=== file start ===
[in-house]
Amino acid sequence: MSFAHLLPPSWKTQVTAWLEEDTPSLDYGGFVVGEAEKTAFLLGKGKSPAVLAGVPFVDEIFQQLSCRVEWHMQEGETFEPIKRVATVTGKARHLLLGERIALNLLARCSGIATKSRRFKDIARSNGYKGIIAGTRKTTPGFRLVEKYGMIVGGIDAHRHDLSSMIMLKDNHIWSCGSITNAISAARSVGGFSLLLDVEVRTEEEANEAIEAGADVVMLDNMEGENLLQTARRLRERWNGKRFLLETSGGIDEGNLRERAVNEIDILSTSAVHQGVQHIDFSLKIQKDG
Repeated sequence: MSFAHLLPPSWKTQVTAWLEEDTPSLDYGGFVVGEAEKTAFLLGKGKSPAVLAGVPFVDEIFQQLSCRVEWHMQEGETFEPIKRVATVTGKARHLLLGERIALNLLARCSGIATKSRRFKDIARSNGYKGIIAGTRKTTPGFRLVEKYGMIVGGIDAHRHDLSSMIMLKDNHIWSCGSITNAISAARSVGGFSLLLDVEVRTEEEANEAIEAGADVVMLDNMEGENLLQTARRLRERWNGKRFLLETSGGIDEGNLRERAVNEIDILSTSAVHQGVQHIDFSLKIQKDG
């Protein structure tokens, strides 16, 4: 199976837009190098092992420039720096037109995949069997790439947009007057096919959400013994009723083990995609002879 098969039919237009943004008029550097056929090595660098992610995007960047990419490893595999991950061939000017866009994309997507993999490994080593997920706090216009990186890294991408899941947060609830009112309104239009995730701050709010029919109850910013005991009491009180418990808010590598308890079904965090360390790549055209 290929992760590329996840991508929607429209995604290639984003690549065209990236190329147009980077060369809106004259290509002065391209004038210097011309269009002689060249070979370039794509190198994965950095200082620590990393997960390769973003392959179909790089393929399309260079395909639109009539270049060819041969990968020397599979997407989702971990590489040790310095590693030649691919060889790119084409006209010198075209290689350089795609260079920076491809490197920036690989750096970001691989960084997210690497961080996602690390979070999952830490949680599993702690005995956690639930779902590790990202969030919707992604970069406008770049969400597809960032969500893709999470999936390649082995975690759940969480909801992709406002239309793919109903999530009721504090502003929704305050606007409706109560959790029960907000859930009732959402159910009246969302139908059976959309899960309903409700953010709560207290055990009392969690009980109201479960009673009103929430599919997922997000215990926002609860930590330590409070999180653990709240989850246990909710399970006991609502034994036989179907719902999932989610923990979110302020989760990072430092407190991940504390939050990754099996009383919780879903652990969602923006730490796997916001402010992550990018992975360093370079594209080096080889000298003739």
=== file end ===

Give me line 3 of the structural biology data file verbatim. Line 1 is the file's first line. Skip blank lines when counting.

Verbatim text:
Repeated sequence: MSFAHLLPPSWKTQVTAWLEEDTPSLDYGGFVVGEAEKTAFLLGKGKSPAVLAGVPFVDEIFQQLSCRVEWHMQEGETFEPIKRVATVTGKARHLLLGERIALNLLARCSGIATKSRRFKDIARSNGYKGIIAGTRKTTPGFRLVEKYGMIVGGIDAHRHDLSSMIMLKDNHIWSCGSITNAISAARSVGGFSLLLDVEVRTEEEANEAIEAGADVVMLDNMEGENLLQTARRLRERWNGKRFLLETSGGIDEGNLRERAVNEIDILSTSAVHQGVQHIDFSLKIQKDG